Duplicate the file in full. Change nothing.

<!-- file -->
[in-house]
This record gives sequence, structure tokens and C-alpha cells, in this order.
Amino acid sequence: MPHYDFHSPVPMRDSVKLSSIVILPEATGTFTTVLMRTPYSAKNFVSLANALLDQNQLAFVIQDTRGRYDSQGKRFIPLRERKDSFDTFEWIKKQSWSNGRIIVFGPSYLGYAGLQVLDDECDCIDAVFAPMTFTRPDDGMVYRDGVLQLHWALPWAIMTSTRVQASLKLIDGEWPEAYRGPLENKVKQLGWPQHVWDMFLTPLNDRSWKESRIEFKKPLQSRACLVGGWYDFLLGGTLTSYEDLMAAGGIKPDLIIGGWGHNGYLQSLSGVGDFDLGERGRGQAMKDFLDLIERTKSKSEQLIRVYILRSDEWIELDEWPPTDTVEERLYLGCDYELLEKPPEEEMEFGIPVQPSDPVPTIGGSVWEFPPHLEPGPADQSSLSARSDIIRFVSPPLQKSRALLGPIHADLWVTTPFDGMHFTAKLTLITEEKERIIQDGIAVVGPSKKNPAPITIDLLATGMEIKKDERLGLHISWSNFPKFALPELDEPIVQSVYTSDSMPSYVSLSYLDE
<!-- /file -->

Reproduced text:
[in-house]
This record gives sequence, structure tokens and C-alpha cells, in this order.
Amino acid sequence: MPHYDFHSPVPMRDSVKLSSIVILPEATGTFTTVLMRTPYSAKNFVSLANALLDQNQLAFVIQDTRGRYDSQGKRFIPLRERKDSFDTFEWIKKQSWSNGRIIVFGPSYLGYAGLQVLDDECDCIDAVFAPMTFTRPDDGMVYRDGVLQLHWALPWAIMTSTRVQASLKLIDGEWPEAYRGPLENKVKQLGWPQHVWDMFLTPLNDRSWKESRIEFKKPLQSRACLVGGWYDFLLGGTLTSYEDLMAAGGIKPDLIIGGWGHNGYLQSLSGVGDFDLGERGRGQAMKDFLDLIERTKSKSEQLIRVYILRSDEWIELDEWPPTDTVEERLYLGCDYELLEKPPEEEMEFGIPVQPSDPVPTIGGSVWEFPPHLEPGPADQSSLSARSDIIRFVSPPLQKSRALLGPIHADLWVTTPFDGMHFTAKLTLITEEKERIIQDGIAVVGPSKKNPAPITIDLLATGMEIKKDERLGLHISWSNFPKFALPELDEPIVQSVYTSDSMPSYVSLSYLDE